Metropolitan Anthony makes this point often in his excellent books Beginning to Pray and Living Prayer. He recalls this rather funny phenomenon, where prayer becomes a kind of self-presentation. Often when we address ourselves to God we unconsciously adopt a persona. For many of us, it’s a pious one. Suddenly I’m standing before God as this meek creature, asking forgiveness for my faults. My brow is furrowed, my hand is on my chest. I present others before God too, friends and enemies alike, in a spirit of innocent love. All of that is good:  asking for forgiveness, lovingly lifting others to God’s care. But what if I’m only doing that in a pro forma kind of way?

Perhaps even that isn’t such a bad thing. As the expression goes, “Fake it ‘till you make it.” In other words, sometimes it’s good to go through the motions in order to train ourselves, on the way towards making those same motions expressive of a deeper reality. So maybe I can recite prayers in a rote way, and whether I’ve actually meant a word of it or not, it will still have been worth my putting myself into that posture of prayer, and mouthed the words, as a kind of training towards a deeper experience of the prayers.

That can work, but it’s risky. The problem is that we are liable to get stuck in the “Fake it” stage. Because praying and actually meaning it is scary. Genuinely asking forgiveness for sins, and genuinely praying for others, especially the “trouble” people in our lives, will probably mean that we need to alter our lives. Work on not sinning. Work on loving the people we pray for. Effectively, changing our inner lives. It’s much easier to fake it.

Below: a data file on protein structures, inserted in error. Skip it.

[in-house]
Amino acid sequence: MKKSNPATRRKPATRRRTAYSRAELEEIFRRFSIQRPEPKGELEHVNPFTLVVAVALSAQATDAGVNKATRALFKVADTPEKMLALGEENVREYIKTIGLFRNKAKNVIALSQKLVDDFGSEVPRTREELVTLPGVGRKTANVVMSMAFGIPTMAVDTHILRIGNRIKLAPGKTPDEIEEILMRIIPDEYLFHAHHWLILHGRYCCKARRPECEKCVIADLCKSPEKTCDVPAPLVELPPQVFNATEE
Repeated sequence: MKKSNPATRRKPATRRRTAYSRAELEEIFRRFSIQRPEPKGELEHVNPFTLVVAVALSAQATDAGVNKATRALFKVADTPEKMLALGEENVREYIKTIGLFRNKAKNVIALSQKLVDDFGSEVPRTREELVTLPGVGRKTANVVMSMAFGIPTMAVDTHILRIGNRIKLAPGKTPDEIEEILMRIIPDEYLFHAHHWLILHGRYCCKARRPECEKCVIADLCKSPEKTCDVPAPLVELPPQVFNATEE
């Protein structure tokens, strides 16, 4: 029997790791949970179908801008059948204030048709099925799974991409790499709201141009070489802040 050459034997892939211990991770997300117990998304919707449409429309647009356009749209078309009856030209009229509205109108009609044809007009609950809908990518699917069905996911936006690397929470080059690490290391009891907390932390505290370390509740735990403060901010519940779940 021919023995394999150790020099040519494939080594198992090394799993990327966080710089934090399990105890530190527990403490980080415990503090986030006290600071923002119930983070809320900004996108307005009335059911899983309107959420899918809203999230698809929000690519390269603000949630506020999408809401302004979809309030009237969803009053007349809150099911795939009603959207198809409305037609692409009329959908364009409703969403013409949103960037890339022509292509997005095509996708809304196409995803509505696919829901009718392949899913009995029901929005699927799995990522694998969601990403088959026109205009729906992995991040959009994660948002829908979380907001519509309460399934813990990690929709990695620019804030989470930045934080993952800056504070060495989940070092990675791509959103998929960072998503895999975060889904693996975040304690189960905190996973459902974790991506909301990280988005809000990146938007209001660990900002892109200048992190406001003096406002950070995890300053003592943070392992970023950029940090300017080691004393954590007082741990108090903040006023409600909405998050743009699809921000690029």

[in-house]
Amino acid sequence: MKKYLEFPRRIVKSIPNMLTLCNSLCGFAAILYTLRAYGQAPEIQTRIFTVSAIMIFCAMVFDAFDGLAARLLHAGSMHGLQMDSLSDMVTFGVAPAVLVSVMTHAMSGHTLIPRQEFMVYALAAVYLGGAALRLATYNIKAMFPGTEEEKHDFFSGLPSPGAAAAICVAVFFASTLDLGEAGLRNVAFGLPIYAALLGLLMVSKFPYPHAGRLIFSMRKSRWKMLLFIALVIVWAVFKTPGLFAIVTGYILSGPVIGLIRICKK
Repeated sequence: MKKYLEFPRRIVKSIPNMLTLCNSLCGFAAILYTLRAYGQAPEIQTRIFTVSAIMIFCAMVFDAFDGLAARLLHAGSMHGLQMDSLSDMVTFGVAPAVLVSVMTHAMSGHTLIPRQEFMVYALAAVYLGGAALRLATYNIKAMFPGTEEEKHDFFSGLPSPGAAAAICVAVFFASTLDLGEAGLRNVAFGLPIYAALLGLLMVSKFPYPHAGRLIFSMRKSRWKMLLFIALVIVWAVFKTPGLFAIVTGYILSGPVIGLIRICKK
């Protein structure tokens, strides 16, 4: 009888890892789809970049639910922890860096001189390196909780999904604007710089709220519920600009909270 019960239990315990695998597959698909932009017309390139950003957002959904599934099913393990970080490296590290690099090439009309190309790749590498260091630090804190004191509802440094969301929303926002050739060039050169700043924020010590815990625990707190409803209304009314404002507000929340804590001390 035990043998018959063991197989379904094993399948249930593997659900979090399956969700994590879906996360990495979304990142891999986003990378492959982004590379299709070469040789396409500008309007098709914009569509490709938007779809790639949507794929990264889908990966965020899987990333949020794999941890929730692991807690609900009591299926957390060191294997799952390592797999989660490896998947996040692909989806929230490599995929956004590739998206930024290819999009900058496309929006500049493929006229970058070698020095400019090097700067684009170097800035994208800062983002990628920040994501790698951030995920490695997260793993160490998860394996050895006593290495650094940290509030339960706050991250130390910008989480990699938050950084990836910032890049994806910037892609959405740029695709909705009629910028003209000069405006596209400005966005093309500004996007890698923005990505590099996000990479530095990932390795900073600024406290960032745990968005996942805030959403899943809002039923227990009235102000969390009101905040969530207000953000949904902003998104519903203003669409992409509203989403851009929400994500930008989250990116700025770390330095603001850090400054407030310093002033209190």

One of the ways we fake it is by becoming someone else while we pray. Before we’ve even uttered a word in prayer, when we put ourselves before God, we might ask, who is this “self” I’m presenting to God? Is it me, or is it a façade of some sort? The façade, the persona, can safely pray in an earnest way, and then leave the prayer-mode and return unchanged.

It’s much more challenging, but so much more fruitful, to use prayer as a moment to get in touch with my genuine self, in its untidiness, and present that before God. Knowing that God has seen this kind of thing before; knowing too that God loves this very same genuine self, in all its beauty, mediocrity, failing and striving. He will save that broken self. But he’ll want to wait for me to offer it to him first. That’s what I think this lovely quote means.

So if you do devote a specific time to prayer—whether in Church or at some other dedicated time—when you do so, consider beginning it something like this: Stand/sit there briefly in silence. Hear the silence. And before saying anything, take a moment to become mindful of who you are at that moment, and who it is you’re praying to.

It’s time well spent: it might change everything.